A. Calculate the NPV of the wildcat oil well, taking account of the probability of a dry hole, the shipping costs, the decline in production, and the forecasted increase in oil prices.
b. How long does production have to continue for the well to be a positive NPV investment? How did you figure out your answer, i.e., what approach did you take?
c. What is the "break even" discount rate for the base case? How did you calculate it, or deduce it from using the model?
d. How likely does "success" with the wildcat well need to be to make the project acceptable at a 15% discount rate?
Use the dynamic graph to figure this out by changing the dry hole probability. How does the graph change to tell you the answer?
e. Now consider operating leverage, which is caused by fixed costs. If shipping costs are really fixed, then they are less volatile than the revenues which are discounted at the cost of capital.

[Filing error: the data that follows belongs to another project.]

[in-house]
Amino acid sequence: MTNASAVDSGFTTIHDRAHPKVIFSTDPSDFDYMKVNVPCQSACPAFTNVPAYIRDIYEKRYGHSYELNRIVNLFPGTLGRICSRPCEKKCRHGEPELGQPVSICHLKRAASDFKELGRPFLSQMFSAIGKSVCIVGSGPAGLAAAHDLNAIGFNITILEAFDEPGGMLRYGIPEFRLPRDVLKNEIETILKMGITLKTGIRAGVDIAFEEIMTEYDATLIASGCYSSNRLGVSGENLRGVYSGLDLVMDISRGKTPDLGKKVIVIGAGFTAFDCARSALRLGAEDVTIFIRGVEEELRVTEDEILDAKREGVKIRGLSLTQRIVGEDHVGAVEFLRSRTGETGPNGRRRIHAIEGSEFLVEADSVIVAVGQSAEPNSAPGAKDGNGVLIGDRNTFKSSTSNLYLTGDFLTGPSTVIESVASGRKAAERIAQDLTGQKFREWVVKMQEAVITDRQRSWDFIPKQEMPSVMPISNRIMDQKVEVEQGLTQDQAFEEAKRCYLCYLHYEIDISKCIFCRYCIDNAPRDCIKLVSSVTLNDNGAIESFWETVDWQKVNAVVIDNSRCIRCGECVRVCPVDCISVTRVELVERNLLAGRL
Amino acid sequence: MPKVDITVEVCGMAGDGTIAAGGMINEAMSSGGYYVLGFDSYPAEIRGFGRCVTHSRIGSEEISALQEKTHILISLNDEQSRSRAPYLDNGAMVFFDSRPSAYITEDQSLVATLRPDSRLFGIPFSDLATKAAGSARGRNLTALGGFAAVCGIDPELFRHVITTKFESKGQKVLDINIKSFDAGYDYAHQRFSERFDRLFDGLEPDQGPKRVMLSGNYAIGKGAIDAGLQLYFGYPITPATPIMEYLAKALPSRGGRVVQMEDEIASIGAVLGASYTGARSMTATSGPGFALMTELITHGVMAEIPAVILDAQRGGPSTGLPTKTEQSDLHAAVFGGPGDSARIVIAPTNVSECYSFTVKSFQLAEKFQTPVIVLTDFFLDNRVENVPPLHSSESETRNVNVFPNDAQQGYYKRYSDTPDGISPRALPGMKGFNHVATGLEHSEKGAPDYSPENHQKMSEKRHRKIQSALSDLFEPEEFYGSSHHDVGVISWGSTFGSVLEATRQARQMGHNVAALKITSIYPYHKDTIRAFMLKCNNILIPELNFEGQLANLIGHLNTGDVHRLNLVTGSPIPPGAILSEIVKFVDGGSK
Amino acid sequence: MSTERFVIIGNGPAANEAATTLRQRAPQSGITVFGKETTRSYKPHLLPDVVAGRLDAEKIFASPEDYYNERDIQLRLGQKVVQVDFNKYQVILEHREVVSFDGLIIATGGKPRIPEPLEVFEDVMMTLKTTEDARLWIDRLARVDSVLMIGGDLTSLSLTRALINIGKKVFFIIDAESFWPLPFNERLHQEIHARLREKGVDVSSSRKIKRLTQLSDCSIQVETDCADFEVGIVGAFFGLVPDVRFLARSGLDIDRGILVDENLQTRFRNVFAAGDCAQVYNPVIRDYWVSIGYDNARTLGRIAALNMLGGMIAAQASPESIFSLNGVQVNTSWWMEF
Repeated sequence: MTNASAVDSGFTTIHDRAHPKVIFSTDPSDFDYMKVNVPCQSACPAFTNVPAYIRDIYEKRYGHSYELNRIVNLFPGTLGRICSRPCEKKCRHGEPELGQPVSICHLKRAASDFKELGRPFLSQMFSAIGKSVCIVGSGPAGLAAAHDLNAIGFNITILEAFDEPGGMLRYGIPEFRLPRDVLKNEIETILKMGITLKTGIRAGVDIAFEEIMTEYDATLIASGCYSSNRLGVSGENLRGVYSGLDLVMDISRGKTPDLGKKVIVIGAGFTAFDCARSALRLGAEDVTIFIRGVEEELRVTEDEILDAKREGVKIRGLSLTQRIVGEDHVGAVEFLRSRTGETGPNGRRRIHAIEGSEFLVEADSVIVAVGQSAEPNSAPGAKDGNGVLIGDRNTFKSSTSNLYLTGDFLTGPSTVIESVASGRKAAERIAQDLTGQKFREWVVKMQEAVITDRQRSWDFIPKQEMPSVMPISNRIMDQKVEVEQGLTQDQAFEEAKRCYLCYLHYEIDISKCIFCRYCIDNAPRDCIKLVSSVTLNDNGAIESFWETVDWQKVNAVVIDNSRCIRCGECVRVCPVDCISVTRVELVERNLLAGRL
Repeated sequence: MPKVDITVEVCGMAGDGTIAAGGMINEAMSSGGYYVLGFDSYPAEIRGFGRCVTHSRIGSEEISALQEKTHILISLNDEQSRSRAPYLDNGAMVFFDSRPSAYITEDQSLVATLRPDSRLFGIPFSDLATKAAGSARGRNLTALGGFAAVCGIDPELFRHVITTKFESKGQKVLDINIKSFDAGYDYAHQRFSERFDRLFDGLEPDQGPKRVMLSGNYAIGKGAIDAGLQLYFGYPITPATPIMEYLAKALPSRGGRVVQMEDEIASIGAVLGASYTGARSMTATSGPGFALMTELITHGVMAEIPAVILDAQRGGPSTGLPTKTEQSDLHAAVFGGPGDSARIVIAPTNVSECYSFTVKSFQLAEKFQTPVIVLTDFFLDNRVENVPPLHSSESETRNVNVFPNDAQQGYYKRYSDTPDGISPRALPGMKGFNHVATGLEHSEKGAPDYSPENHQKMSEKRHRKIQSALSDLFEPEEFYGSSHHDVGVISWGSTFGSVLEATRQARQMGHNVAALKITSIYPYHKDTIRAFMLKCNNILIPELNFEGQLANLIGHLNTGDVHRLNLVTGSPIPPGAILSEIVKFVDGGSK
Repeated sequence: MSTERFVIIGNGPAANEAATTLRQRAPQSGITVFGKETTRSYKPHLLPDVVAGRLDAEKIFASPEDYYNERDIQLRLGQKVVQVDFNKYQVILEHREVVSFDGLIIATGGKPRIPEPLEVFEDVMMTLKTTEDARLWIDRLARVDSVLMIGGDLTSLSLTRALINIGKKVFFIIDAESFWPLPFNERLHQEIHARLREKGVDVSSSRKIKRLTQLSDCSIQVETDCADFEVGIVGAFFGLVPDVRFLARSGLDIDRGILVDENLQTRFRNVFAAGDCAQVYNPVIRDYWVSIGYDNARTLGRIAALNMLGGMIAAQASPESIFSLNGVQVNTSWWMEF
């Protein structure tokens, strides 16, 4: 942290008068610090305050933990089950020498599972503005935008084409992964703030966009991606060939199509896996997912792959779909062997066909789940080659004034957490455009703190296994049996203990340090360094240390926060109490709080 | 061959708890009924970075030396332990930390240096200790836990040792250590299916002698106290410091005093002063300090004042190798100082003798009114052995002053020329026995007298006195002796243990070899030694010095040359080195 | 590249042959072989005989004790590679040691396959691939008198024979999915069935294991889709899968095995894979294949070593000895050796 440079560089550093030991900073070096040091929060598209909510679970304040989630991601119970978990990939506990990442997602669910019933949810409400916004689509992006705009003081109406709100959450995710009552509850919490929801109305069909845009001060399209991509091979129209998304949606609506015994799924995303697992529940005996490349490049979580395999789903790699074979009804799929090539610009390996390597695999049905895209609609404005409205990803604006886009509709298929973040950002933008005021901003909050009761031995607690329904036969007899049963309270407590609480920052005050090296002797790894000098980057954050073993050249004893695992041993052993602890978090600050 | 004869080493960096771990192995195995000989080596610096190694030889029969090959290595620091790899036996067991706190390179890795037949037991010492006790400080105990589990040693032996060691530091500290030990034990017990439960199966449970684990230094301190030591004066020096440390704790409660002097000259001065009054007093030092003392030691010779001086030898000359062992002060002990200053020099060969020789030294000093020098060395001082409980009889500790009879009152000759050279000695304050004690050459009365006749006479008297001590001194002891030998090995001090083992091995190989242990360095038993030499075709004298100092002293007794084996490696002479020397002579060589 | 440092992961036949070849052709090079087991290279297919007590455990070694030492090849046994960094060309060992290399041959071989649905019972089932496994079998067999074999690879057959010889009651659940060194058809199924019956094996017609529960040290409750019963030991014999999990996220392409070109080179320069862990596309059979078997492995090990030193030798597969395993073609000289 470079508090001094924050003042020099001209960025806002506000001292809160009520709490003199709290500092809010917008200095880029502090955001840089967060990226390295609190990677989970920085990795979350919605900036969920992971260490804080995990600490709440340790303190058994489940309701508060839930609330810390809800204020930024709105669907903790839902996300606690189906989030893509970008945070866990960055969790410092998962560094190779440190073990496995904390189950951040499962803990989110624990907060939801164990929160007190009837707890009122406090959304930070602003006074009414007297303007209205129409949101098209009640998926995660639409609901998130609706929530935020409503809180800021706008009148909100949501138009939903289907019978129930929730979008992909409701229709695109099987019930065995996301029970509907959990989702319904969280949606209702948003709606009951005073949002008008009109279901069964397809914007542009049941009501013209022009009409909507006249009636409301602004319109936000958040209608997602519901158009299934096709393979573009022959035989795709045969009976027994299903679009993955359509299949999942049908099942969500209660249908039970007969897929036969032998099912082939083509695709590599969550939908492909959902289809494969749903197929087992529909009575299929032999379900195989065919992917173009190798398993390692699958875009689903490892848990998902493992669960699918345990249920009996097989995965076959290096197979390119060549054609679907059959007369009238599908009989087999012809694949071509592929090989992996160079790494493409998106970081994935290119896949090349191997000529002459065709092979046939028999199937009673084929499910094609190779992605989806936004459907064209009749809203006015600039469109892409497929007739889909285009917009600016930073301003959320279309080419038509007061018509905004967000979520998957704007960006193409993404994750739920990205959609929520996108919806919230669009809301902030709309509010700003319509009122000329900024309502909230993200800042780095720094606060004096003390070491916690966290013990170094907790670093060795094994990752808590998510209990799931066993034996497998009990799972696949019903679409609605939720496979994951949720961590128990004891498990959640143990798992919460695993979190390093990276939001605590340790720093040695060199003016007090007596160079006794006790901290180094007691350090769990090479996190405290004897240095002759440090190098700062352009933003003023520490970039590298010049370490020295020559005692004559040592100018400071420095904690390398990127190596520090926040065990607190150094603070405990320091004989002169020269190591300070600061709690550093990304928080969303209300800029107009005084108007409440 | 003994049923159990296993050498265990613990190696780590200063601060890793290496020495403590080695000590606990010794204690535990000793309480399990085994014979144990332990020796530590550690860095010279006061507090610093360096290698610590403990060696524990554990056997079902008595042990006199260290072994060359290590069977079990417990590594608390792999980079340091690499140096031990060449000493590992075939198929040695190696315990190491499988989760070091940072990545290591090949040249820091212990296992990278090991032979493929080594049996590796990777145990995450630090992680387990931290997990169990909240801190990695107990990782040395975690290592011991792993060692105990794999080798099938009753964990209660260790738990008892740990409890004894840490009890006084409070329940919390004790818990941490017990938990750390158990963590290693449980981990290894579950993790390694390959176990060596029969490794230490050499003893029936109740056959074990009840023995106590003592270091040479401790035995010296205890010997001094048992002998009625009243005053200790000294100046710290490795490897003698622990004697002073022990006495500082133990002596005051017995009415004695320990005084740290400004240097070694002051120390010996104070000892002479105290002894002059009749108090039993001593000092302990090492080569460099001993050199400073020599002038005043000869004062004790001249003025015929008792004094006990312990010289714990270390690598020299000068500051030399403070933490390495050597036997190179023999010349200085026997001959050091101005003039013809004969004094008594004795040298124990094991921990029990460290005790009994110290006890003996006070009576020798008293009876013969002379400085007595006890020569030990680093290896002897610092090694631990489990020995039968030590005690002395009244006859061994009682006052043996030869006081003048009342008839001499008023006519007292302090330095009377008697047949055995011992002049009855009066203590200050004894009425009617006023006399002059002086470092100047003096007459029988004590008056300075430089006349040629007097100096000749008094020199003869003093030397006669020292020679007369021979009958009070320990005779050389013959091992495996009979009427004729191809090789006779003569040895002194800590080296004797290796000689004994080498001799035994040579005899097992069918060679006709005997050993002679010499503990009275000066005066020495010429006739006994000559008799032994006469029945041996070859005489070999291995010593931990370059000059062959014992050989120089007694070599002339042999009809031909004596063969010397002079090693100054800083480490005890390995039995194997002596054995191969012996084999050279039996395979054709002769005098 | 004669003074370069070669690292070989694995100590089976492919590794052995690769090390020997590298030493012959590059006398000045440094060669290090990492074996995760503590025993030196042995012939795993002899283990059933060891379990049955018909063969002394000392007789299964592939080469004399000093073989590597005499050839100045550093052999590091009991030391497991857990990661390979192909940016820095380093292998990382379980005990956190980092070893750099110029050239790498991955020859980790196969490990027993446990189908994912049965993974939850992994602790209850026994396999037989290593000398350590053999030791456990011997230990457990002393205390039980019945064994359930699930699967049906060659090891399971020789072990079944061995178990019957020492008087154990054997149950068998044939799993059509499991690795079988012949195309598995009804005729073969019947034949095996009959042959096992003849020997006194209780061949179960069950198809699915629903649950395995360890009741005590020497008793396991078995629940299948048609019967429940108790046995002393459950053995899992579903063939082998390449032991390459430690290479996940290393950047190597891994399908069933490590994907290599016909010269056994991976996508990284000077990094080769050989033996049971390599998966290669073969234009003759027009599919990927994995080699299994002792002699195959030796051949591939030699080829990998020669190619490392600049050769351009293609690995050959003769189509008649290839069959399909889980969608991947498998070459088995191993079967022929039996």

Recalculate NPV, discounting shipping costs at the Jones Family's LT borrowing rate of 7% which the Jones Family enjoys due to its excellent credit rating.
What is the direction of change in NPV? Does that seem reasonable, given why shipping costs are being differentially discounted? Why or why not?
f. What happens to NPV as Beta increases? Explain why this happens, both in mathematical and financial terms.© BrainMass Inc. brainmass.com June 4, 2020, 12:17 am ad1c9bdddf
Calculating Negative NPV is highlighted.